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Precipitants of constipation during early childhood.

BACKGROUND: Childhood constipation is a common problem, accounting for 3% of visits to pediatric clinics and 30% of visits to pediatric gastroenterologists. Estimates of the prevalence of childhood constipation vary from 0.3% to 28% with younger children being affected most often. We were unable to find any studies that specifically examine the causes of constipation in young children. Our objective of the study was to determine precipitants to constipation during early childhood.

METHODS: Findings from 125 families visiting their primary care physician for the first time with a child aged between 2 and 7 years with the complaint of constipation were compared with findings from 95 children between 2 and 7 years without any history of constipation. Parents answered questions concerning family history, toilet training, and bowel habits. Parents of constipated children were asked to describe events that occurred during the 3 months before the onset of constipation and whether these events contributed to the child's constipation.

RESULTS: The age and sex of children who did and did not suffer from constipation were comparable (P > .3). When compared with control children, constipated children were no more likely to have a parent (30% vs 40%, P = .14) or sibling (17% vs 14%, P = .54) with a history of constipation. Constipated children did not begin toilet training earlier than did control children (28 +/- 7 vs 27 +/- 6 months, P = .30). When compared with parents of control children, parents of constipated children reported more difficulties with toilet training (P < .001). Parents of constipated children indicated their children had more difficult and more painful defecation experiences than did parents of control children (P < .001), and constipated children were more likely to express worry about future painful defecation than were control children (P < .001). Parents of constipated children described a number of events that occurred before the onset of constipation; however, they did not consider many of the events important contributors to the constipation. Painful defecation was the event most often reported as causing the constipation.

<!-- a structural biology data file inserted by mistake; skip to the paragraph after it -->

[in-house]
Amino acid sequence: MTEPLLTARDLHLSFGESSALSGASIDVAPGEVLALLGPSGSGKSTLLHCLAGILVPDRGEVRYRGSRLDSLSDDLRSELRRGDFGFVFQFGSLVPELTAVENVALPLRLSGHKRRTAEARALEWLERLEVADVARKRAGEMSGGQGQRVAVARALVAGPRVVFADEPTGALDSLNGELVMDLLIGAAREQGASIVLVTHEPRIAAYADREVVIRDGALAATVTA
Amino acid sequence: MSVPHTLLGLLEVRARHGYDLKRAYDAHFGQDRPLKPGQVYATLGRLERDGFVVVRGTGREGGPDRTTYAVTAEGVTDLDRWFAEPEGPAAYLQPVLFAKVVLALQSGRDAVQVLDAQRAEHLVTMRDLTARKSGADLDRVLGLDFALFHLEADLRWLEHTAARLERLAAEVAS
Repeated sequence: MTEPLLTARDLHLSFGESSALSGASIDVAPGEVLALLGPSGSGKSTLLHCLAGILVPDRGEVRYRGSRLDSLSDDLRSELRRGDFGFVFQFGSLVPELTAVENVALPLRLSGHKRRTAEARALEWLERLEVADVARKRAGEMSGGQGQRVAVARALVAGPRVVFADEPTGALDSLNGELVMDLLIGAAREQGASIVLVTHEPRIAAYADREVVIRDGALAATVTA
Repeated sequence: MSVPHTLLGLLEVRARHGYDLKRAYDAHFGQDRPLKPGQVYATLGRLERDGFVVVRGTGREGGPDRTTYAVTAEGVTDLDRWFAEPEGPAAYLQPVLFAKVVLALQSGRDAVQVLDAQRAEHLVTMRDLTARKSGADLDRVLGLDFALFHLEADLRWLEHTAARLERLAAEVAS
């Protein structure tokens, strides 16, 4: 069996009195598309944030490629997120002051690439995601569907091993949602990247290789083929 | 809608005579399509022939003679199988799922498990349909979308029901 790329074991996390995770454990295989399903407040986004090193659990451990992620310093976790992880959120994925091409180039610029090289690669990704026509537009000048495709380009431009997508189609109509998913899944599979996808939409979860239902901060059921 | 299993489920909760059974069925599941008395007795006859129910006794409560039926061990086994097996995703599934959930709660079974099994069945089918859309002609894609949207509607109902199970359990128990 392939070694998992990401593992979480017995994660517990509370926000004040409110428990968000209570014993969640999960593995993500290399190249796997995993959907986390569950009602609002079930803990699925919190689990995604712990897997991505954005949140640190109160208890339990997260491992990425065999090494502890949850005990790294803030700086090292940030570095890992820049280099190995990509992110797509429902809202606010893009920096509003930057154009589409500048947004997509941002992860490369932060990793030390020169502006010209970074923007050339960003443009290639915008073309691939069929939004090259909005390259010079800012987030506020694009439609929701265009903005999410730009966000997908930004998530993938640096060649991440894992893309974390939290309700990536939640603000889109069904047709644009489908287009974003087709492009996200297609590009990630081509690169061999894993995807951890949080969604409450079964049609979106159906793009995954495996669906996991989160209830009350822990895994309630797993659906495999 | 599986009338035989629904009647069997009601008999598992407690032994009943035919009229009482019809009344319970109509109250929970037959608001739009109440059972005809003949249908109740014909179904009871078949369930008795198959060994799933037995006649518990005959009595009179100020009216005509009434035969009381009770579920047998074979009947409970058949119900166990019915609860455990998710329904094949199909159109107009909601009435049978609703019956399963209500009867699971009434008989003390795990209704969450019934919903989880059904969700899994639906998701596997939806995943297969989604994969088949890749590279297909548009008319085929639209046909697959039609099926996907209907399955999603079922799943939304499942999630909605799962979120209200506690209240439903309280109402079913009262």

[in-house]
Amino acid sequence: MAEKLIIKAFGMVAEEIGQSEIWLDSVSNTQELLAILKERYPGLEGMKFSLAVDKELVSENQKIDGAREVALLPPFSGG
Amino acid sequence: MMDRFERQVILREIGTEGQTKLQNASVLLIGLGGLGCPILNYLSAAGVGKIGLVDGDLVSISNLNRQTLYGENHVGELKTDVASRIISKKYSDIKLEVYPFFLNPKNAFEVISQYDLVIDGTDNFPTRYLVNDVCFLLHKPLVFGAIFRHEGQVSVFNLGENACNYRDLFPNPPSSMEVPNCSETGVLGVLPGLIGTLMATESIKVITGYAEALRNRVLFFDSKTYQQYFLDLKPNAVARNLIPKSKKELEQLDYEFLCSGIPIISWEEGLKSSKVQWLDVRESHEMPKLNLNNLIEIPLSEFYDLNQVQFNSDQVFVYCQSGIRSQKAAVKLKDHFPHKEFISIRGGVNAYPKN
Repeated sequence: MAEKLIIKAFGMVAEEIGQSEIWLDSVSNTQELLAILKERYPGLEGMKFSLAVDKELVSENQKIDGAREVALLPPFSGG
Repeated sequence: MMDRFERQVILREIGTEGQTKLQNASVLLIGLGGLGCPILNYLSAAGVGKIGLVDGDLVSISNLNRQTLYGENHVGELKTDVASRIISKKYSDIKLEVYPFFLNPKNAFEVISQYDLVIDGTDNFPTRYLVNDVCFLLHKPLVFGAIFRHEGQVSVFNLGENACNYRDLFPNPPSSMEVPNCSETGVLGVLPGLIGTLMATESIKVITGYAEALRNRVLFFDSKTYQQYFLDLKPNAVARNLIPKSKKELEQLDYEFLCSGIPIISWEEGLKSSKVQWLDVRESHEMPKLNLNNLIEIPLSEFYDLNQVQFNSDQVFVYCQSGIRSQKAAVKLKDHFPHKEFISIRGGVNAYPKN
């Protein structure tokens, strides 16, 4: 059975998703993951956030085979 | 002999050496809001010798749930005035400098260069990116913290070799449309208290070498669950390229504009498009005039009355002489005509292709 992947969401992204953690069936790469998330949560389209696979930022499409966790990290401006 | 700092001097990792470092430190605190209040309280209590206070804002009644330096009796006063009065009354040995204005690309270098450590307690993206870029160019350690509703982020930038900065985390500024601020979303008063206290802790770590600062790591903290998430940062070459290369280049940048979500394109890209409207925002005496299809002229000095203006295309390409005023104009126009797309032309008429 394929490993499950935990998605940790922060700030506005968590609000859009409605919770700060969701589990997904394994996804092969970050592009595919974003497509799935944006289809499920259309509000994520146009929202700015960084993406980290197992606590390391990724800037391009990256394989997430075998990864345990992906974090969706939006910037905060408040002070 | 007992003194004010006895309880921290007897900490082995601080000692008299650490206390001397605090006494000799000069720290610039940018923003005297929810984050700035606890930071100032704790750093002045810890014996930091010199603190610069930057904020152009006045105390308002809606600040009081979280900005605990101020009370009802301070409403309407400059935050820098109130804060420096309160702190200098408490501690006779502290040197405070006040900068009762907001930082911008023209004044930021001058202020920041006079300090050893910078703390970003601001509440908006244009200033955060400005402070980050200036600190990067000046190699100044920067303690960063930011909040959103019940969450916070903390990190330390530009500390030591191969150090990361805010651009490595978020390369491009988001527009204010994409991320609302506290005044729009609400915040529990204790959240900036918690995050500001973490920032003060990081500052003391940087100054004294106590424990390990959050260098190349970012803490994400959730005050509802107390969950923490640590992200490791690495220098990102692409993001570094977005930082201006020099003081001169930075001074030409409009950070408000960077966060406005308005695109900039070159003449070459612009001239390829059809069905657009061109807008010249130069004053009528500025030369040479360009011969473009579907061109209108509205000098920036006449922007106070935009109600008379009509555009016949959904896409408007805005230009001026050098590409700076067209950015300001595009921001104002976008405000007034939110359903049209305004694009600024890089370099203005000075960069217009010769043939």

CONCLUSION: Painful defecation is the primary precipitant of constipation during early childhood. Parents should be counseled to be attentive to such experiences and taught to intervene quickly to lessen the risk that their child will develop persistent constipation or fecal soiling.

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